Saturday, February 23, 2008

6 Things About Dayaks, the Fearsome Head-Hunters

The Dayak people represent a group of Proto-Malayans inhabiting the inner part of Borneo (the largest Indonesian island). They are related with the Batak of northern Sumatra, Igorrote of Philippines, and various tribes of Timor, Celebes, Sumatra and Moluccas.

During their history, the Dayaks experienced many external influences, especially of Hinduism, a religion that many ethnic groups of Borneo converted to. Still, Dayaks are highly conservative, and each village is organized in clans composed of various families that admit the authority of a sole chief; this structure allows a tight collaboration in field labor and other collective works. During the harvesting period, festivities accompanied by dances are kept.

Dayaks usually make their villages on the banks of the rivers and lakes. They make branch huts. The large houses are destined to host a whole clan.

Dayaks worship a superhuman power, called semangat, that rules the lives of humans, animals and plants. This invisible life force dwells many places: all the human body parts, cut hair, shadows, names, the water in which a human or animal bathed, traces imprinted in the mud...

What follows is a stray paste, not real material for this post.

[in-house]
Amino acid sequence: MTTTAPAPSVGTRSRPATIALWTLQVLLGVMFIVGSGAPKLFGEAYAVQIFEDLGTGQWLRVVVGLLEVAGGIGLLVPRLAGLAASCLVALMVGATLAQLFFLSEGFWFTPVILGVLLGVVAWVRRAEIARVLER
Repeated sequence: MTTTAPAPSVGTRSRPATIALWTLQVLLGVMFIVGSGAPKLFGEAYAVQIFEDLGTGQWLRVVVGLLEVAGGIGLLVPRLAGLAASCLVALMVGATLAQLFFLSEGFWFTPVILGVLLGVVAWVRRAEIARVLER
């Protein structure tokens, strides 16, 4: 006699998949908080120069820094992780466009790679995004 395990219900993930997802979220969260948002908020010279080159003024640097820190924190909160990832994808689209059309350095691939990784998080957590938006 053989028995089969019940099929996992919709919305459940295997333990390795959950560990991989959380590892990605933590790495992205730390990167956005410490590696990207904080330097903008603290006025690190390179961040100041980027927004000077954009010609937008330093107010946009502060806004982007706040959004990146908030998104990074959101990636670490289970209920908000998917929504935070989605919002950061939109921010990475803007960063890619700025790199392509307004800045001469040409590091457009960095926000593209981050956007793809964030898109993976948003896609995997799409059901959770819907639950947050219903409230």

Like all Proto-Malayans, Dayaks are a mix between Mongoloids and Asian Blacks, with the predominant genetic background being Mongoloid (the situation is inverse on the coast of New Guinea or Melanesia).

Men are assigned to four classes: children, teenagers, young men and old men. Each class has specific tasks. Young men are before all warriors that have to defend the village against neighboring tribes. When defeating the enemy, Dayaks beheaded them and preserved their heads as trophies in the communal houses. That's why they inspired dread amongst other people, being famous as "head-hunters".

Dayaks use machetes during their journeys through the jungle. They use blowpipes and envenomed darts for hunting small game and birds. Only Proto-Malayans and some tribes of Amazonia are known to use this weapon.

Full article by Stefan Anitei

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